9.  In the intervening eight years the Commission has not received any similar complaints. The grounds of clinics are now properly regarded as private places by editors, and there have only been a handful of cases where an intrusion into someone's privacy on a health matter has been brought to the Commission's attention (see Section C2). Even in these few cases editors had some reason to publish the material, but the Commission concluded that the wrong decision had been made and has upheld half a dozen complaints accordingly.

  10.  There have, however, been no cases since the Spencer case where a newspaper has revealed details of a person's illness without at least some justification and used pictures to illustrate it.

Privacy and private places

  11.  Not since 1991 has an editor sought to defend a breach of the Code by saying that the pictures complained about were inoffensive. On that occasion a newspaper published photographs of Princess Eugenie playing naked in her back garden. The Commission found a serious breach of the Code and dismissed the editor's defence as an irrelevance[29]. Obviously this case involved a high-profile complainant, but since then countless others have been protected because of the Commission's refusal to accept the suggestion that photographs that are "charming" cannot breach the Code. Furthermore, no newspaper has since shown such disrespect to a child by photographing them naked and publishing the photographs.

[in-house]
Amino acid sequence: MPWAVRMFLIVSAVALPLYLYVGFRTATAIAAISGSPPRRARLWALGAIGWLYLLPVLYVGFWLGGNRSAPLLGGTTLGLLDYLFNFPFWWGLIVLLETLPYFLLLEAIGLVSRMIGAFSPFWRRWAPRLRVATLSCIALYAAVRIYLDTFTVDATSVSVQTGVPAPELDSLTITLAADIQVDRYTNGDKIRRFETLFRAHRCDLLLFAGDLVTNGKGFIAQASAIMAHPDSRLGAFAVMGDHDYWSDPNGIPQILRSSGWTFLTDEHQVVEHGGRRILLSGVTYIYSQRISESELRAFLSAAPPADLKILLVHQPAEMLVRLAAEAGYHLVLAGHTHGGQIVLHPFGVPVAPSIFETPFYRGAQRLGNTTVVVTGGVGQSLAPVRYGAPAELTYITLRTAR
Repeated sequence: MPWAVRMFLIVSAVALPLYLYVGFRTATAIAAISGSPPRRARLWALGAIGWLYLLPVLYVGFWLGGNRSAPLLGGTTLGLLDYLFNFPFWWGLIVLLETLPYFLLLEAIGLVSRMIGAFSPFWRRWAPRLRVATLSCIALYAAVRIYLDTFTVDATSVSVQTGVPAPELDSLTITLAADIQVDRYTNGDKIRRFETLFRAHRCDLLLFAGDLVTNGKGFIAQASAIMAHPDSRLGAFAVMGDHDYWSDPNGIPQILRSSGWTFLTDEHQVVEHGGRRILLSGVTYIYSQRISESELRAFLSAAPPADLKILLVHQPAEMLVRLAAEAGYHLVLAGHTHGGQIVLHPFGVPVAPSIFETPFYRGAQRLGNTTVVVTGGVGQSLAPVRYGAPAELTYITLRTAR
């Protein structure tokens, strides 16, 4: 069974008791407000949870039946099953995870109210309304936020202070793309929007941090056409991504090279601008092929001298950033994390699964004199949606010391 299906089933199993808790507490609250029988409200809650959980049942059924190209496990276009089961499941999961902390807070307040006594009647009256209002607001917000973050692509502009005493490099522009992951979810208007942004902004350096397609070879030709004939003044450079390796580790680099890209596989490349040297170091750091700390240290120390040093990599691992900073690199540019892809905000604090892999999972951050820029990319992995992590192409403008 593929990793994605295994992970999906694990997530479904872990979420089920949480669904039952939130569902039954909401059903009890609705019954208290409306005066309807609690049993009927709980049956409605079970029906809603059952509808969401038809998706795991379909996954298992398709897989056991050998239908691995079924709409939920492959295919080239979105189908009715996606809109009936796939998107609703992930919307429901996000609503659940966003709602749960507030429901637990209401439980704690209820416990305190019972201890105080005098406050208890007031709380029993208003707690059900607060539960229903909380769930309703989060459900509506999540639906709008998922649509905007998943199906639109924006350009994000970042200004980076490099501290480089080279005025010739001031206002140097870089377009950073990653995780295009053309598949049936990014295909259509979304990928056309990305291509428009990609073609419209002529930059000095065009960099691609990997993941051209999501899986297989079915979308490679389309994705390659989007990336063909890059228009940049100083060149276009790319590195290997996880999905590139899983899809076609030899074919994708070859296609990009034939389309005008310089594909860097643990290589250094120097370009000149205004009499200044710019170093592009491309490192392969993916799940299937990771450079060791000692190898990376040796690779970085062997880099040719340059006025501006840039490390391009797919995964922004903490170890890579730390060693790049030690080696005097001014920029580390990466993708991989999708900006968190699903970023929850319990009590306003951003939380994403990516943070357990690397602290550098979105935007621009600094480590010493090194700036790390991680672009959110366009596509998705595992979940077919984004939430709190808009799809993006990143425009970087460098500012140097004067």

12.  Similarly, editors no longer justify intrusions on the grounds that they have refrained from publishing even more intrusive material. Such an excuse is irrelevant, as the Commission will consider only whether the published material breached the Code. In 1994 the editor of The Sun suggested that by not publishing the pictures that he knew upset a complainant the most, he was complying with her wishes by publishing other photographs of her in her back garden. The Commission rejected this argument[30]. Furthermore, since then it has only had to adjudicate on one further instance where photographs were published of people in a private garden. That complaint was upheld—in 1999—and the problem has not recurred since.